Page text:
Frontier Nursing University (FNU) alumna Aubre Tompkins, BSN, RN, MSN, CNM is a self-proclaimed “midwife on the path,” a path which has positively impacted many mothers and fellow women’s health providers in her Colorado community.
Aubre, who graduated CNEP (Class 54) in 2009, is a nurse-midwife at Women’s Health Group in Thornton, Colo. She is newly on Faculty at the American Association of Birth Centers (AABC) and meanwhile, is also spearheading the construction and design of a brand-new birth center in Thornton.
It’s safe to say Aubre has a passion for birth centers and holistic women’s health care.
“I want to bring more birth centers to the community and to areas that really need them,” she said.
This wasn’t always the case for Aubre. It wasn’t until she was pregnant with her son that she began on the path to midwifery. Once her nurse-midwives helped Aubre deliver vaginally after her son’s posterior positioning and complicated labor, Aubre knew she wanted to empower women to do the same as a nurse-midwife herself.
She received her BSN from University of Colorado, but searched for a more holistic approach that focused on birth center care for her CNM. She followed that path to FNU, especially after her experience at the Frontier Bound orientation.
“I had an excellent experience at Frontier,” said Aubre. “When I went to Frontier Bound, my daughter came with me because she was still breastfeeding. Everyone was so accommodating, supporting me as a breastfeeding mother. For me, that cemented that I was in the right place.”
Aubre was hired on at Mountain Midwifery Center in Englewood, Colo., where she served as a nurse until she completed FNU’s distance education and came back as a nurse-midwife alongside a fellow FNU alumna. She continued climbing the ladder, eventually becoming Clinical Director for the final five years of her tenure. During that time, Aubre took another step along her path that would have a positive impact around the entire state.
As the oldest freestanding birth center in the state, the Mountain Midwifery staff became frustrated that the current Colorado Department of Public Health and Environment (CDPHE) regulations and licensing for birth centers were outdated and not in line with current evidence-based practice.
Aubre, the MMC team and three other Colorado birth centers formed the Colorado Birth Center Coalition, hiring attorney Indra Lucero to file a petition for the CDPHE to open up the regulations.
The CDPHE complied, and Aubre met monthly with the Coalition members, CDPHE representatives and other community entities to rewrite the regulations, line by line.
On July 19, 2017, the new regulations were signed into law. They no longer require birth centers to have a licensed physician on call, and have loosened rigid clinical care instructions to allow for evidence-based scope of practice from health providers.
“It was a grueling, eye-opening process,” said Aubre. “I will always be proud of that as I look back on my career. It significantly changed the landscape of birth centers here in Colorado, and it’s had a positive impact on the community as more have opened.”
Around that time, Women’s Health Group reached out to Aubre to offer her an opportunity that would change her life. The project was to design, build and open a brand-new birth center. Aubre jumped at the chance to create a center that clearly reflected her own family-centered health care model and holistic values.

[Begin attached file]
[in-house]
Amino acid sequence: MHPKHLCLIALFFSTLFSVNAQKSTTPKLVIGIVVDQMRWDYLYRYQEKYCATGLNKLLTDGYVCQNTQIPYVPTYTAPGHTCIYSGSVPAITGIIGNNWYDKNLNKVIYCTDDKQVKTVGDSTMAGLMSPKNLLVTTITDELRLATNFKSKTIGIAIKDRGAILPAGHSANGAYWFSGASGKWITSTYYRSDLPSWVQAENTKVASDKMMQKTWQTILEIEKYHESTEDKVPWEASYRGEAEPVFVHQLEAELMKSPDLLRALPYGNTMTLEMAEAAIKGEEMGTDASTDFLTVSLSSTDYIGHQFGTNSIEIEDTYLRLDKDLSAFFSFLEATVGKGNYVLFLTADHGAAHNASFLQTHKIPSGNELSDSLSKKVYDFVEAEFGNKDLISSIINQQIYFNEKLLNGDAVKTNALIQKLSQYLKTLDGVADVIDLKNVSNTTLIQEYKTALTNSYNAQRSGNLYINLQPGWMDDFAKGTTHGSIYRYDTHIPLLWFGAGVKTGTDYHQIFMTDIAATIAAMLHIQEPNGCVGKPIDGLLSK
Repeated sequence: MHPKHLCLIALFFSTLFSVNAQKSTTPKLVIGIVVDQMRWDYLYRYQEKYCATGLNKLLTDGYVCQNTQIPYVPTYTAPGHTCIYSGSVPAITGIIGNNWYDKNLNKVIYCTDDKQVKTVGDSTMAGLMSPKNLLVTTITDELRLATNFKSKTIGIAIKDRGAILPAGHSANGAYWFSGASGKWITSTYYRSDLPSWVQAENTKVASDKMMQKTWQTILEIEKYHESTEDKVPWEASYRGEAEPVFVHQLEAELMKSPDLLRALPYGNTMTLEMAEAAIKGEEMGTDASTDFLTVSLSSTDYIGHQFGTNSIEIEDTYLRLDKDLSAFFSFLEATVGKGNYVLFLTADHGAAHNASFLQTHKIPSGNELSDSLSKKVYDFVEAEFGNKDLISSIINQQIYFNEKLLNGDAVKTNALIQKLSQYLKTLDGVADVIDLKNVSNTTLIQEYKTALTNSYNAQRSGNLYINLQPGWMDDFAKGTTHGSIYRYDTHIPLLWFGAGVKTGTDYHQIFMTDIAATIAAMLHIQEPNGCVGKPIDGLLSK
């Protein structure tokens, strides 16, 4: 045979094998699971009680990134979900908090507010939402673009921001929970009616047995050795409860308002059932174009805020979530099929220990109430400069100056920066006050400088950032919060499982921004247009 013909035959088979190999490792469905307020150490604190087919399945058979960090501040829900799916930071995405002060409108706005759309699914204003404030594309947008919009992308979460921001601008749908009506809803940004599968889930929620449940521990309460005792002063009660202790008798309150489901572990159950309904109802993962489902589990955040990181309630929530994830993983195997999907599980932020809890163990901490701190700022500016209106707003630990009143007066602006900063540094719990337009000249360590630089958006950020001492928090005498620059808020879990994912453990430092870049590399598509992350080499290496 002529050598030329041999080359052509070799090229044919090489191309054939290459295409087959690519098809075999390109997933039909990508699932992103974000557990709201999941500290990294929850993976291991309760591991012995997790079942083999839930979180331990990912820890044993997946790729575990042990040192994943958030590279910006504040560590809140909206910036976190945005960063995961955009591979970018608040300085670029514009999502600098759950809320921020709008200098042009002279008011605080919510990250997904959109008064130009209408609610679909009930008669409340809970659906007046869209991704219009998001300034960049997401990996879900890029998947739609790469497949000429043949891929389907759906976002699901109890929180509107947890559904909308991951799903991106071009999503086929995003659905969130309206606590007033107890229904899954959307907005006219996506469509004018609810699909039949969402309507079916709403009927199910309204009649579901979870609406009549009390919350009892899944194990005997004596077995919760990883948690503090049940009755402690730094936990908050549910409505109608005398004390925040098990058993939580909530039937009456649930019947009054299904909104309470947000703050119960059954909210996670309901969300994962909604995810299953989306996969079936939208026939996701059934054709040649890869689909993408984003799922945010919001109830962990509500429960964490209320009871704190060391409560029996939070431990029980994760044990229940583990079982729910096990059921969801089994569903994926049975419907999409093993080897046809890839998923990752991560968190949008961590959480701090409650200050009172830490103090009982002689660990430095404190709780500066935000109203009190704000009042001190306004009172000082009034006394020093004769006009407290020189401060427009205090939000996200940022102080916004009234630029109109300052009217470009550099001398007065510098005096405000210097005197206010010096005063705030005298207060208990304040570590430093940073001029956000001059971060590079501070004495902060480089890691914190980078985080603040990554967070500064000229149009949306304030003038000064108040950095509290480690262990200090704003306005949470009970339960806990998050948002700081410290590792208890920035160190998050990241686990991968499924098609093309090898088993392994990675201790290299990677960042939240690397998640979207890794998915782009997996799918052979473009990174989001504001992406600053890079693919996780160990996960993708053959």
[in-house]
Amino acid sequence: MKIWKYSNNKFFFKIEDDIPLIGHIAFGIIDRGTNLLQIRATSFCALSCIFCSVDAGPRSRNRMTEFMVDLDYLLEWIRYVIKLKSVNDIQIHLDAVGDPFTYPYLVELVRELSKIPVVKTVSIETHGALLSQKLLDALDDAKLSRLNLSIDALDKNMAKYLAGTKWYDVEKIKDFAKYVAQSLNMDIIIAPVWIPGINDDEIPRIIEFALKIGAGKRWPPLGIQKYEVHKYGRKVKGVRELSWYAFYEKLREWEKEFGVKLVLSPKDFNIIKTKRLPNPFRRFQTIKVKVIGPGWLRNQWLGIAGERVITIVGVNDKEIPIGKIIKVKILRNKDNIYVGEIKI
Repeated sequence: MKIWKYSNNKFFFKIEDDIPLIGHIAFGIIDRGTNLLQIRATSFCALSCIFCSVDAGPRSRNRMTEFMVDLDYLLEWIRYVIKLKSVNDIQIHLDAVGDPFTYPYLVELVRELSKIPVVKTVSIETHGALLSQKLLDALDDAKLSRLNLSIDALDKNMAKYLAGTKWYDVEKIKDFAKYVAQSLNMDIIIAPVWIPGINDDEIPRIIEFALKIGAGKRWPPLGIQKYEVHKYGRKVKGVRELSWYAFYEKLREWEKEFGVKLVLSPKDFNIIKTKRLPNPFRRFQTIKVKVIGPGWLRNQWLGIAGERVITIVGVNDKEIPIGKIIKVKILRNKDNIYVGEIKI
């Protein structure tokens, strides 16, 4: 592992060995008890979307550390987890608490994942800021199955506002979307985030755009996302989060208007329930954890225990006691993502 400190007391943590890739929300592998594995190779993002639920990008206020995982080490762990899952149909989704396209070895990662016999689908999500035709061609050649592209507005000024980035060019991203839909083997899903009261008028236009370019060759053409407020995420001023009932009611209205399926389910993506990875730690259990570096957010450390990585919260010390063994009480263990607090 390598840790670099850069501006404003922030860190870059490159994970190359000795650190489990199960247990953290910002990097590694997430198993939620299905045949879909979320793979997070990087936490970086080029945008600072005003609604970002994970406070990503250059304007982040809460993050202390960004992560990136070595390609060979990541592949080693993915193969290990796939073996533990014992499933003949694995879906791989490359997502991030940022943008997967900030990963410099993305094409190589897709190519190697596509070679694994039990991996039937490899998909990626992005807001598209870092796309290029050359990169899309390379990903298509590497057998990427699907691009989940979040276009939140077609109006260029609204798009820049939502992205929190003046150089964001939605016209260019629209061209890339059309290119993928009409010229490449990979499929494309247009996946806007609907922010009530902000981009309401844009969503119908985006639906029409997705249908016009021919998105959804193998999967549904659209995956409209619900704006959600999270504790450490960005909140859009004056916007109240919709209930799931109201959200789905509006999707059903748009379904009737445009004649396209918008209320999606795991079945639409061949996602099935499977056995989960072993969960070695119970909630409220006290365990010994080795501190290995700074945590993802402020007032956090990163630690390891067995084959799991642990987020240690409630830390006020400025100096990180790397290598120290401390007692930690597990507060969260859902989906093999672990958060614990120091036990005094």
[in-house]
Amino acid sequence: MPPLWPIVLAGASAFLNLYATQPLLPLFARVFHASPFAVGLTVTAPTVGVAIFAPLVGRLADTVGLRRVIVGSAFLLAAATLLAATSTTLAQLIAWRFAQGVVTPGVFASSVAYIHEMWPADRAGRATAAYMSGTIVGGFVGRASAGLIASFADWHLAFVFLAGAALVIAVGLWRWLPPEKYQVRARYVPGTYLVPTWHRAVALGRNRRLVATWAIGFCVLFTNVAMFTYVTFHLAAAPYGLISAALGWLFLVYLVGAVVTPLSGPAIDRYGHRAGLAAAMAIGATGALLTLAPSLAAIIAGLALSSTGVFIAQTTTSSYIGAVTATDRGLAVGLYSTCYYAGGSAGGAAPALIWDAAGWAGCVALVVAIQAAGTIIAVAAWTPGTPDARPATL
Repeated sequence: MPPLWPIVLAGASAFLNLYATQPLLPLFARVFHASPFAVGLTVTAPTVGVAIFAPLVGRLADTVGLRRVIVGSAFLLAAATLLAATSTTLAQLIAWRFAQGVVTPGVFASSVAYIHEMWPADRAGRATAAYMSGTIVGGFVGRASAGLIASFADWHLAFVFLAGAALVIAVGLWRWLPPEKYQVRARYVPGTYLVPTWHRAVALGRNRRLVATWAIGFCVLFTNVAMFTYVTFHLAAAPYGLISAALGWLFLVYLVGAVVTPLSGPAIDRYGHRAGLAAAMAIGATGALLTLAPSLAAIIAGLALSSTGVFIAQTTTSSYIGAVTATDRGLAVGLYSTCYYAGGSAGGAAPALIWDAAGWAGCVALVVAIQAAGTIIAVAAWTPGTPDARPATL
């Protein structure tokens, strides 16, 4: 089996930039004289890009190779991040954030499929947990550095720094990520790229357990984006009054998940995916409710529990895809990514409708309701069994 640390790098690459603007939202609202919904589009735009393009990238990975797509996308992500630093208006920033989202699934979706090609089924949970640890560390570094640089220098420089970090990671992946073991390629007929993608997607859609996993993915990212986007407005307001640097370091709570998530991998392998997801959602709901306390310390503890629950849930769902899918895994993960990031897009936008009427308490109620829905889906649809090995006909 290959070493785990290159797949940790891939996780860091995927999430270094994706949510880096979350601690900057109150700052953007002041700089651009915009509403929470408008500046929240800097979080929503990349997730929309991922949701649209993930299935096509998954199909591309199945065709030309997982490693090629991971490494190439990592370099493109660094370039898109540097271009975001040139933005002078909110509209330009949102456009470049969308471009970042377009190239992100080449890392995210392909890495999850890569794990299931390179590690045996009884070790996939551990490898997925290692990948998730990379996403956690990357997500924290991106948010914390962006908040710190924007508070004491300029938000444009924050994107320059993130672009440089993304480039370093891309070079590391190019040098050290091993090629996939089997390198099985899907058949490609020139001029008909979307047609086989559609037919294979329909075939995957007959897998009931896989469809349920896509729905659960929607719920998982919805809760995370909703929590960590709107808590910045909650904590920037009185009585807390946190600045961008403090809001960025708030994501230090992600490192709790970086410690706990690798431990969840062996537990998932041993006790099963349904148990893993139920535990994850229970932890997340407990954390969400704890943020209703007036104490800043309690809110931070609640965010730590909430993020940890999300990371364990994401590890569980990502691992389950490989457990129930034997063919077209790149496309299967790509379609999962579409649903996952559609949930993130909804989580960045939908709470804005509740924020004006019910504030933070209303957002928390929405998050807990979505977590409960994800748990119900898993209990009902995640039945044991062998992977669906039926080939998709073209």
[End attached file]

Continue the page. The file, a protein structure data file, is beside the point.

Throughout the development of Seasons Midwifery Center, Aubre cultivated relationships with several local health care providers. One of her biggest goals was to integrate the midwifery care with hospital care. The nurse-midwives at Seasons will have full admitting privileges – meaning, if necessary, the midwives can go with their clients to the hospital and continue to manage their care while there.
“One of the amazing things about this model is that it eliminates the trauma for clients who have to leave their midwives, and vice versa. It’s good for both the clients and the midwives,” said Aubre.
In 2018, she became Faculty for the AABC’s “How to Start a Birth Center” Workshops. Through her role, she educates students that would like to open up birth centers around the country by providing resources, training and guidance.
Even Aubre’s free time is spent thinking about midwifery. Her creative outlet is her blog, A Midwife on the Path, which she has been writing in since 2010. Her Facebook page of the same name has reached over 3,000 followers.
“I started writing a blog back when I first became a midwife to document my journey,” Aubre said. “Many midwives write memoirs at the end of their careers. What would it be like to have that insight for someone on the beginning of their path?”
In her “Poem for New Midwives” Aubre gives new midwives this advice:
Remember that you are not alone.
There is a history of ancestral knowledge behind you.
There is a circle of support around you in the now.
There is a place for you at the table in the future…and the view is glorious!
While Aubre loves her job, she encourages young midwives to strive for a healthy balance as they journey on.
“Make sure that midwifery is not the only thing in your life,” said Aubre. “The best provider is fulfilled, healthy, and has a well-rounded life.“
Aubre finds her balance through nature, photography, writing and reading. She also spends time with her husband and three kids.
In the meantime, Seasons Midwifery is finally open for business. Midwives will be available to attend births in March 2019.
We are excited for your hard work to begin its impact on your community, Aubre! Congratulations on your accomplishments, and thank you for representing the FNU community so well!